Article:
Emmanuel Macron, the president of France, traveled to Brussels this Thursday to discuss Mercosur with the president of the European Commission, Ursula von der Leyen. This meeting takes place in a context of strong peasant demonstrations. The French consider that there is unfair competition within Europe, which would worsen if free trade is allowed with Brazil, Uruguay, Argentina, Paraguay and soon Bolivia. Nevertheless, The agreement is still in negotiations, and this situation could lead leaders on both sides of the Atlantic to rethink your demandsbeyond agricultural and environmental issues.
In recent months, Mercosur has made progress, but more setbacks due to environmental regulations demanded by Europe. With the demonstrations of farmers who oppose said trade agreement, this issue resurfaces in European public opinion.
More than just an agricultural agreement
But if you want to talk seriously about Mercosur, the economist Antoine Bouëtfrom the University of Bordeaux, considers that This treaty cannot be reduced exclusively to agricultural products: “We cannot separate the agriculture part from the other sectors. We cannot impose on the South Americans an agreement that would open up their technology industry, especially that benefits the import of technology from Europe, and we not grant them anything in agricultural matters”.
MEPs and members of Vox, at the entrance to the European Parliament headquarters in Brussels, where hundreds of farmers are protesting. Photo: EFE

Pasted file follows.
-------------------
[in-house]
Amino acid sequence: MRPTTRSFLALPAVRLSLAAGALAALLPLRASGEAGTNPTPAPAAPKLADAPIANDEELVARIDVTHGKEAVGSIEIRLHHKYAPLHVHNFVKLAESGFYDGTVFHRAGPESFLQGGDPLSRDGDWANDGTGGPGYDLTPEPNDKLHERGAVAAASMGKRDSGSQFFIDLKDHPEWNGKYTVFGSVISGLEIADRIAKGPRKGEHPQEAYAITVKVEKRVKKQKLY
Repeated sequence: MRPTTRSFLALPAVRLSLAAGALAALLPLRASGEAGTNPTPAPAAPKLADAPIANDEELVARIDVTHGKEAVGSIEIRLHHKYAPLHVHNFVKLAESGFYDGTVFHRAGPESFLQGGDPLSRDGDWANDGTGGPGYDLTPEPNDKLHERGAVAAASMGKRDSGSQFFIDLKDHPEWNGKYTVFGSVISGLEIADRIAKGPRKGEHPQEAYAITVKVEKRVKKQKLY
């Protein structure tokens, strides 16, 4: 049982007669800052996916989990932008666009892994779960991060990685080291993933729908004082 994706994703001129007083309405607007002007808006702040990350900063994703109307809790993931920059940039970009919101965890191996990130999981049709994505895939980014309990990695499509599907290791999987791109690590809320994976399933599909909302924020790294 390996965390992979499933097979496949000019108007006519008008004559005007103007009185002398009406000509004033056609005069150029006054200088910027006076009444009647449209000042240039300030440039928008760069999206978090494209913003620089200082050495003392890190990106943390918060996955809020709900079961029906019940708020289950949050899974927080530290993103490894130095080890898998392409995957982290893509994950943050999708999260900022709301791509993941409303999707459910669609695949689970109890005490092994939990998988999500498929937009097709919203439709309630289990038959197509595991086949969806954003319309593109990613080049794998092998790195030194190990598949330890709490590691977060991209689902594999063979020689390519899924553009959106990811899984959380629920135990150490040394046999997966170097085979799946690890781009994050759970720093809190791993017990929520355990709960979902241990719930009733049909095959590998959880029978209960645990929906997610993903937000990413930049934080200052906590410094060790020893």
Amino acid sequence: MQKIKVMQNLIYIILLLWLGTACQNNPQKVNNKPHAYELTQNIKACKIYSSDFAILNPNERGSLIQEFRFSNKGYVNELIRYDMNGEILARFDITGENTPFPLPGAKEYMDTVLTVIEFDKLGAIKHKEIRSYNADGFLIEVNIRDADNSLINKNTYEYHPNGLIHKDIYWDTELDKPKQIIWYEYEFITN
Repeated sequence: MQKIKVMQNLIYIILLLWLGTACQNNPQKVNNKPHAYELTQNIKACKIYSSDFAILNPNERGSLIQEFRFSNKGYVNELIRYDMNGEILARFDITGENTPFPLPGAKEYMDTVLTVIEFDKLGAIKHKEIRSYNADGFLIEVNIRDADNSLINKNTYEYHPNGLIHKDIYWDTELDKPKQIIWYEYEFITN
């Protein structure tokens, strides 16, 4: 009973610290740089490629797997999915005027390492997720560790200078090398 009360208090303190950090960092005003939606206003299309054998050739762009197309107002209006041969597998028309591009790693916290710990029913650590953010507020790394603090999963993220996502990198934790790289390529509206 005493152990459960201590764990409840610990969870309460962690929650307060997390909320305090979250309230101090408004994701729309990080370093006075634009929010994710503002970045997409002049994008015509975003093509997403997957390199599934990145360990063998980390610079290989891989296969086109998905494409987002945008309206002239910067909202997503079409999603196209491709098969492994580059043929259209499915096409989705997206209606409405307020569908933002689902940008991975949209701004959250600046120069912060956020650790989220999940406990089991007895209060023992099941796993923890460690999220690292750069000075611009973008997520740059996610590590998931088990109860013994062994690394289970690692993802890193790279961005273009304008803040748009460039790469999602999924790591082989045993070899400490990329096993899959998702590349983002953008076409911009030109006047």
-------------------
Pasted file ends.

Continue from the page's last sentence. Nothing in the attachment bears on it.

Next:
“This treaty also includes mineral resources. We think, for example, of Argentina, which has a lot of lithium, in Bolivia, which is in the entry process and let us remember that lithium is essential for the production of batteries and electric vehicles. A free trade agreement is above all an exchange of concessions“, Add.
Agriculture vs technology
“From our South American vision we have an inverse situation,” he comments for his part. Oscar Guillen, doctoral fellow at the Institute of Economic and Social Research of the South, at the National University of the South, Argentina.
He agrees with the economist Antoine Bouët, and specifies the technological issues: “What for the European case represents agriculture in terms of competitiveness and competition, for us, the opposite, would represent all technological development. We must go beyond what is being discussed and concessions must be made that serve both parties”.
“We need, at the Mercosur level, to sell the products where we basically have comparative advantages, which are all agricultural products, and we also need bring everything that is not produced here in terms of medium and high technology,” he analyzes.
“Win win situation”
As France pays attention to agricultural issues, Germany is interested in the pharmaceutical, automotive, and aeronautical industries. For its part, Uruguay, a country whose agricultural production represents the majority of its exports, calls for releasing European trade obstacles.
“Just as the European Union has demands, Latin America and in the case of Mercosur also have demands. So The pact is closed when we are in a win-win situation (everyone wins), which of course is what is desired by the parties,” concludes Oscar Guillén.
The Mercosur trade agreement could integrate 800 million inhabitants.
Negotiations between Mercosur (Southern Common Market) and the European Union (EU) They started in 1999, when a Framework Cooperation Agreement was signed between both organizations.
However, formal negotiations for a free trade agreement between Mercosur and the EU began in 2000. Since then, there have been several rounds of negotiations and various partial agreements have been reached, but a final agreement has not yet been reached.